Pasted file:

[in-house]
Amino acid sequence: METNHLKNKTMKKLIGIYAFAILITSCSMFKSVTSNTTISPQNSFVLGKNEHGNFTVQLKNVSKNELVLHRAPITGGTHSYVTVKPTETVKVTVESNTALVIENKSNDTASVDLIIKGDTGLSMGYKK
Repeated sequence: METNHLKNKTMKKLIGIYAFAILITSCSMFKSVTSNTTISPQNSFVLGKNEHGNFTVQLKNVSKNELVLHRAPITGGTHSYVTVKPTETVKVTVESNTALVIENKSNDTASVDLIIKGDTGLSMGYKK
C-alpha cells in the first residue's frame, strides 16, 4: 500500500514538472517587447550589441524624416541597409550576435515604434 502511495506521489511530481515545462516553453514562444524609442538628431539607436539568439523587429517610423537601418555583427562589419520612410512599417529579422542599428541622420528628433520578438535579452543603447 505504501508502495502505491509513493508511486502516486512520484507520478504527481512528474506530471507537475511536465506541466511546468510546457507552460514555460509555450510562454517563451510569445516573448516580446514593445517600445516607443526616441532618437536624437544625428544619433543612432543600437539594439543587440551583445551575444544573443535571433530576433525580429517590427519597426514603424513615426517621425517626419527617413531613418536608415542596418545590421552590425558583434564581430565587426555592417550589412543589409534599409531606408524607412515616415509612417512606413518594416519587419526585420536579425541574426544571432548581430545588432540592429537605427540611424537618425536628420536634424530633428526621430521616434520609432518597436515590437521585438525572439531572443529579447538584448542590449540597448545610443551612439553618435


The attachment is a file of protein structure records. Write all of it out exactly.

[in-house]
Amino acid sequence: METNHLKNKTMKKLIGIYAFAILITSCSMFKSVTSNTTISPQNSFVLGKNEHGNFTVQLKNVSKNELVLHRAPITGGTHSYVTVKPTETVKVTVESNTALVIENKSNDTASVDLIIKGDTGLSMGYKK
Repeated sequence: METNHLKNKTMKKLIGIYAFAILITSCSMFKSVTSNTTISPQNSFVLGKNEHGNFTVQLKNVSKNELVLHRAPITGGTHSYVTVKPTETVKVTVESNTALVIENKSNDTASVDLIIKGDTGLSMGYKK
C-alpha cells in the first residue's frame, strides 16, 4: 500500500514538472517587447550589441524624416541597409550576435515604434 502511495506521489511530481515545462516553453514562444524609442538628431539607436539568439523587429517610423537601418555583427562589419520612410512599417529579422542599428541622420528628433520578438535579452543603447 505504501508502495502505491509513493508511486502516486512520484507520478504527481512528474506530471507537475511536465506541466511546468510546457507552460514555460509555450510562454517563451510569445516573448516580446514593445517600445516607443526616441532618437536624437544625428544619433543612432543600437539594439543587440551583445551575444544573443535571433530576433525580429517590427519597426514603424513615426517621425517626419527617413531613418536608415542596418545590421552590425558583434564581430565587426555592417550589412543589409534599409531606408524607412515616415509612417512606413518594416519587419526585420536579425541574426544571432548581430545588432540592429537605427540611424537618425536628420536634424530633428526621430521616434520609432518597436515590437521585438525572439531572443529579447538584448542590449540597448545610443551612439553618435